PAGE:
By Adrian Duran
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America’s deep South conjures innumerable images. In fact, just to get in the right mindset to write this essay I have taken off my shoes and shirt, moved my computer to the front porch, and am blasting Lynyrd Skynyrd, which I am accompanying on dueling banjos. The South is, after all, the place where the state universities have dogs as mascots. Tennessee’s is a Bluetick Coonhound named Smokey and Georgia’s is a Bulldog named UGA. UGA IX, to be exact, in the great Southern tradition of naming things repetitively, usually some permutation of Billy Jim Bob Skeeter. Of course, I kid. But there is a frightening truth in my idiocy, in our grotesque misunderstanding of the vast quarter of our nation loosely contained by the Mason-Dixon, the Atlantic, the Mississippi, and what certain of our questionably esteemed politicians (and ex-presidential contender Stephen Colbert) may or may not want to start calling the Gulf of America.
An appropriative polyglot, he has also absorbed the language and forms of quilting. The quilts are often made of metal scavenged from old road signs, calling upon his childhood growing up in Mississippi. Their flattened patterning merges the old southern vernacular with the language of mid-century American Modernism, transliterating the codes of their originary feminine domestic into a kind of post-Greenbergian geometric opticality, all the more knowing when hung from metal frames like industrial laundry or, more recently, fused together into something of a flattened David Smith, thus reigniting, certainly knowingly perhaps comically, the high Modernist debates of dimensionality, narrativity, and derivation.
This is the New Southern Vernacular, a kind of globalized local, or localized global, shuttling amongst the self-reflexivity and meta-linguistics of postmodernity, the supposed authenticity of personal narrative, deceptive self-deprecation, and a wicked, moonshine-soaked laugh at our expense.
Dwayne Butcher’s work—not unsurprisingly given that he was once Myatt’s student—shares many of these same tactics. Butcher’s earliest work was regulated by a set of conditions, primarily formal. While one might see this as a young artist looking for a means of creating a stable personal language, and despite the employment of these conditions "to exclude any self-reference to avoid being labeled as some overweight hillbilly from Arkansas," one might argue contrarily that this sublimation of the Southern self has resulted in the opposite. Butcher’s work quickly migrated from a hard, formal abstraction—albeit one with the same kind of faux gesturalism found in Rauschenberg’s Factum paintings—to a more self-performative utterance. In recent years, Butcher has begun making films in which he performs mundane, repetitive acts linked to the cultural stereotypes that have long plagued the Southern self. Partagas, a 2008 single-channel video, sees Butcher sitting in the flooded bed of his pickup, smoking cigars and drinking a six-pack of cheap beer, the emptied cans casually thrown into the water to float alongside his mildly corpulent self. Frontal and centered, like Christ in the Last Supper, Butcher positions himself antagonistically, challenging his audience to judge him, to dismiss him as nothing less than the drunken redneck you know you are when you use your pick-up as a pool. Another dual-channel video from that year, Fat Bastard, continues this self-mockery, with Butcher consuming a small mountain of chicken wings on the left while he simultaneously drains a few dozen beers on the right. This gratuitous gluttony continues in 2010’s Binge, which sees Butcher replaced by his audience, a few dozen of whom are filmed chugging cups of beer. The drunken redneck becomes a costume, a role not only played by those Butcher is able to entice into participation, but available to us all as a performative identity. Whereas Greely Myatt mined his own history to extract motivation, Butcher moves this one step further, asking us all to take part. Not simply an invitation to put words into the artist’s mouth, Butcher’s films culminate in an invitation to assume the role of the artist, not just to see the hillbilly, but to be the hillbilly.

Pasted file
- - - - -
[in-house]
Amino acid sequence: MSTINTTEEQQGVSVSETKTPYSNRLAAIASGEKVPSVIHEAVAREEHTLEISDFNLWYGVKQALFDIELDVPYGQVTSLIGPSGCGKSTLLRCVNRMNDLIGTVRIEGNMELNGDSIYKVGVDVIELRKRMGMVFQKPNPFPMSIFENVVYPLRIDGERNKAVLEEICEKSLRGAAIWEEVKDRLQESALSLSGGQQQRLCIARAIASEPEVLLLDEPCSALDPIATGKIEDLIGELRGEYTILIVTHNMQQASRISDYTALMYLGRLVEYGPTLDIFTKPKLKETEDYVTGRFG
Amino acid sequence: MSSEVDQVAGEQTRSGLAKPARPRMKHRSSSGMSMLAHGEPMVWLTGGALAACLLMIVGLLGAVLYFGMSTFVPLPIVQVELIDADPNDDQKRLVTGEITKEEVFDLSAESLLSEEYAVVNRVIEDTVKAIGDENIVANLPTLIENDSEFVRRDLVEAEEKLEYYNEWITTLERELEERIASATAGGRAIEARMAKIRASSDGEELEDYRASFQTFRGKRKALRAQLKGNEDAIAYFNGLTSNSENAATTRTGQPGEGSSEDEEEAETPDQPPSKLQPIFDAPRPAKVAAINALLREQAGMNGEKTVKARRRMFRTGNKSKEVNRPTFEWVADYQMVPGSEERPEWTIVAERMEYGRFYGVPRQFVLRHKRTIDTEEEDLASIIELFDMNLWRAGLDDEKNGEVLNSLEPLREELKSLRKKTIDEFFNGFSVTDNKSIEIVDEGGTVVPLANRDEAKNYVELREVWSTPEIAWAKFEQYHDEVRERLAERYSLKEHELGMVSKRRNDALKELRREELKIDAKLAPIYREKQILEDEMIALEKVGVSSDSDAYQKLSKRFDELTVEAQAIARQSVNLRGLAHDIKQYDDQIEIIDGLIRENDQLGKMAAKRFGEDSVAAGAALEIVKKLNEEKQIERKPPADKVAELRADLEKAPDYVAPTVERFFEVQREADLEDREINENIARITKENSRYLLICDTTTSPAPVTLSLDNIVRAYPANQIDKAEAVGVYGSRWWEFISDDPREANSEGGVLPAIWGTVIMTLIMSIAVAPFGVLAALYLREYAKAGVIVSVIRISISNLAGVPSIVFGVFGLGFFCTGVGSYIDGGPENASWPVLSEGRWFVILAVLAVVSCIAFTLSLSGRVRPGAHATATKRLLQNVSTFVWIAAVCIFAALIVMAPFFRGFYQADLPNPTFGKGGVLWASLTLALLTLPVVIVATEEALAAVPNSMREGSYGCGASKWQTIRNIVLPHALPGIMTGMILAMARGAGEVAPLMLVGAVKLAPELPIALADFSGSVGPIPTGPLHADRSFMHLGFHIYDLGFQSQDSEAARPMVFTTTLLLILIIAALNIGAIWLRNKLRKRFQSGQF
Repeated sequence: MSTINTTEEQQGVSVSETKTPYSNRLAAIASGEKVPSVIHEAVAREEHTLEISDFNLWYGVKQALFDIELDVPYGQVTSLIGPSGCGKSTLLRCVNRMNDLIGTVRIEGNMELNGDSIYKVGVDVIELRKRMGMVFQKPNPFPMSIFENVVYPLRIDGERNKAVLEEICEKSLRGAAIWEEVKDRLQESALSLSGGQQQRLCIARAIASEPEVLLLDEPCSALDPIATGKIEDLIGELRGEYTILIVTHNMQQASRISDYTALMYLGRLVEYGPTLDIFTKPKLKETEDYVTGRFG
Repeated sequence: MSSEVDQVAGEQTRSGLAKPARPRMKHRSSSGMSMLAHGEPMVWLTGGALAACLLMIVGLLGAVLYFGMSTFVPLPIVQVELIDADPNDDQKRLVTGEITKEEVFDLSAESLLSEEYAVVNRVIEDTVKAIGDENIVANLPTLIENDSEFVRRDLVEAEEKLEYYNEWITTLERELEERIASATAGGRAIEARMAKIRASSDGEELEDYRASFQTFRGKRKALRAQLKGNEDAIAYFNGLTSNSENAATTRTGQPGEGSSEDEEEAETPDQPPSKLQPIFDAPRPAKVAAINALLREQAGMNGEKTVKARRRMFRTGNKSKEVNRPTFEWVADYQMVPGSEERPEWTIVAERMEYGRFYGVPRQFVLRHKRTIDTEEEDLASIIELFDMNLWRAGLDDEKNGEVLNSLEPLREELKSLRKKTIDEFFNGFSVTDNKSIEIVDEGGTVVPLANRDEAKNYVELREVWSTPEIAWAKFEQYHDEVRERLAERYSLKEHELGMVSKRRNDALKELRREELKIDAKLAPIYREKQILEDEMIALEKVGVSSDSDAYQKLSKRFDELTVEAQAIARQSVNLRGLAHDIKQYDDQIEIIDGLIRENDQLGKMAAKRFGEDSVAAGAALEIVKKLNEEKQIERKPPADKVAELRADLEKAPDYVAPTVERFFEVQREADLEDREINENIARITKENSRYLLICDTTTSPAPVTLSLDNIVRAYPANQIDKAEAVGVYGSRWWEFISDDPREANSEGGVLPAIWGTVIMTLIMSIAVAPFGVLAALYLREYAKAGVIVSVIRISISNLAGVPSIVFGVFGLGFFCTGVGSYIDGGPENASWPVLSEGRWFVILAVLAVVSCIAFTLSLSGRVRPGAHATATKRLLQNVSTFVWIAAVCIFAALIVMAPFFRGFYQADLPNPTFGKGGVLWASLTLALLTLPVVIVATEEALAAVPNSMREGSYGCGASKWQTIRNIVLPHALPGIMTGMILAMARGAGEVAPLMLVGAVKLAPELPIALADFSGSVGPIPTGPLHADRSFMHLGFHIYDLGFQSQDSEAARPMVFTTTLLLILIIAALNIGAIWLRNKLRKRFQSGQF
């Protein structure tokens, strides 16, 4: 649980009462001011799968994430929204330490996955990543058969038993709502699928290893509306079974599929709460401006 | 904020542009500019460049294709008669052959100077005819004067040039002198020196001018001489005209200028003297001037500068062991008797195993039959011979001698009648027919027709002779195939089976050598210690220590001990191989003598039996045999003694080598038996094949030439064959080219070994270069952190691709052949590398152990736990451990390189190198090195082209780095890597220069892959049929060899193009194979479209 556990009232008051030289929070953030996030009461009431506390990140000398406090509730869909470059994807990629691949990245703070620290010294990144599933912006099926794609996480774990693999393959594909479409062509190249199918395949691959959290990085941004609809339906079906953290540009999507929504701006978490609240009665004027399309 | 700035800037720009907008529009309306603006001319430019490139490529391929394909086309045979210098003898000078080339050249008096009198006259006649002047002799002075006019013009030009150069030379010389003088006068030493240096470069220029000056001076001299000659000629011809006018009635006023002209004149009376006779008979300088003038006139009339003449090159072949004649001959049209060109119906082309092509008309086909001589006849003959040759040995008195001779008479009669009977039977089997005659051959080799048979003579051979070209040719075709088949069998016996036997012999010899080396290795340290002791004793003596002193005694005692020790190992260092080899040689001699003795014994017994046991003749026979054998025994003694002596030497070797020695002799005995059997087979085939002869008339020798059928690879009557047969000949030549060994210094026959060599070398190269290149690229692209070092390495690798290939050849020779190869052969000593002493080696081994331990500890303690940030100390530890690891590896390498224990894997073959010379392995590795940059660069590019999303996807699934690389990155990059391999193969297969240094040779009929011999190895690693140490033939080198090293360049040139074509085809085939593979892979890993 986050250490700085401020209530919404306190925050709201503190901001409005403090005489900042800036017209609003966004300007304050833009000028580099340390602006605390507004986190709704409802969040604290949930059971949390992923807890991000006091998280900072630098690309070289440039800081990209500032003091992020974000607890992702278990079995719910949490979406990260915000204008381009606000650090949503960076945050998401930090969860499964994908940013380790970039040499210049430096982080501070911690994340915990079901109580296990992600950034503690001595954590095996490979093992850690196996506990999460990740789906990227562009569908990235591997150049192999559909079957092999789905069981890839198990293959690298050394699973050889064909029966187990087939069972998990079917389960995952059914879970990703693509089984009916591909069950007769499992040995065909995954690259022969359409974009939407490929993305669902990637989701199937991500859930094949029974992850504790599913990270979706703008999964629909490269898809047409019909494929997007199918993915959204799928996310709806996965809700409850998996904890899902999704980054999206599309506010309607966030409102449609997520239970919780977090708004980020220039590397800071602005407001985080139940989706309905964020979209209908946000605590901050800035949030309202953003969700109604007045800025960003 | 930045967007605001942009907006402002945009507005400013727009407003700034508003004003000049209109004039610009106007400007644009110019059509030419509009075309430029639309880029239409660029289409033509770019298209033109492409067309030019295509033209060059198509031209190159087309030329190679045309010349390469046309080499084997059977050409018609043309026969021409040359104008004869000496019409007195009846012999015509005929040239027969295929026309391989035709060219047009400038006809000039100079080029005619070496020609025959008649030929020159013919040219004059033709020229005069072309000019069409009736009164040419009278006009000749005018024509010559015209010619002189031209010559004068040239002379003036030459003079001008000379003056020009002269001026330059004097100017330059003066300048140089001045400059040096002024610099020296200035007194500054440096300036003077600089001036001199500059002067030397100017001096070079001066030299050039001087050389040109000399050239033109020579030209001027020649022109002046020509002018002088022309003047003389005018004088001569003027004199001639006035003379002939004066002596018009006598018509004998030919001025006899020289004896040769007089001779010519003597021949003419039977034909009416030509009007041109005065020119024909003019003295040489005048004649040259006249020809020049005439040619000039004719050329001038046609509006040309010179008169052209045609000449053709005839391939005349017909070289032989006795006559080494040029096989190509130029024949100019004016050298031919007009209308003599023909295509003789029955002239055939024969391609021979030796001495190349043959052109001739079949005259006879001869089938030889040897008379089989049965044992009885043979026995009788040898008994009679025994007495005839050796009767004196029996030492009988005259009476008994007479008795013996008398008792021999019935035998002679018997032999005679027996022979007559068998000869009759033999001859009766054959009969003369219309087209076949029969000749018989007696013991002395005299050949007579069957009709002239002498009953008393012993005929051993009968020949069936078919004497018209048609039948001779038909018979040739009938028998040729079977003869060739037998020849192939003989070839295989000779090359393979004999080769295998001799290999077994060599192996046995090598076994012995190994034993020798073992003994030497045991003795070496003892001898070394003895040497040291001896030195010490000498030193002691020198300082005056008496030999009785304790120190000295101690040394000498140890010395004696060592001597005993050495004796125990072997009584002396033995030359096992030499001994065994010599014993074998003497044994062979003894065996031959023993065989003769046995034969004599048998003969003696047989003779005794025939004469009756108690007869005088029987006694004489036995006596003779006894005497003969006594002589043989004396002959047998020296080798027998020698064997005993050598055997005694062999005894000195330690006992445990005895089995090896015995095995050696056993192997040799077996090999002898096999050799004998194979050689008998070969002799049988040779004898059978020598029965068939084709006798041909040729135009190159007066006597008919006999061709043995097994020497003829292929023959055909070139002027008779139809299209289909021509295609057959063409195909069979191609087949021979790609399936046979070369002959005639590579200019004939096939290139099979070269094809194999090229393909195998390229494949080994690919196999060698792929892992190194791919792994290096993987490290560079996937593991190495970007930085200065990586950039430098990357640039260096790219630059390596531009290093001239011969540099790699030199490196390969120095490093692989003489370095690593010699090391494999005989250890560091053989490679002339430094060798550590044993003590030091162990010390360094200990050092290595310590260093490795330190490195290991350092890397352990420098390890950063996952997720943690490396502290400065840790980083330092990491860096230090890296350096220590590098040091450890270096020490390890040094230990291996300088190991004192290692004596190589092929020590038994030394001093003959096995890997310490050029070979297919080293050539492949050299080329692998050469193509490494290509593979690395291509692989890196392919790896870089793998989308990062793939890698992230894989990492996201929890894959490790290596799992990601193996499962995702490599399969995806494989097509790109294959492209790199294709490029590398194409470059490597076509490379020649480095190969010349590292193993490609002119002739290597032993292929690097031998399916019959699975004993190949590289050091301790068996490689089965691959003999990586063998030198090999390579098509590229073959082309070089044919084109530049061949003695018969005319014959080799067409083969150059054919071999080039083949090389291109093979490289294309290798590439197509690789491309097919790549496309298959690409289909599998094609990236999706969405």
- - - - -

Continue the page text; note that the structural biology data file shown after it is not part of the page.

Butcher’s work, too, spans a variety of media and dispositions. His 2009 suite of sandwich boards installed on the sidewalks of Memphis’s South Main Arts District barely lasted the night of their exhibition before being stolen, damaged, and in one case used as a skate ramp. Continuing the color field with the "drips" format of his earliest paintings, in another reconfiguration of high Modernist languages, these were displayed anonymously. Except, of course, to those who already knew his signature style. Their merger of the public address of the sandwich board advertisement with the more hermetic language of abstraction speak to the conflicted nature of his work, in turn openly confessional and cooly detached, never quite decided about their own sincerity. It’s an odd combination of the existential catharsis of Abstract Expressionism and the stone-faced put-on of Warhol. Or, perhaps better put, the way that you’re supposed to smile politely at church to the same people you gossiped about at the club the night before.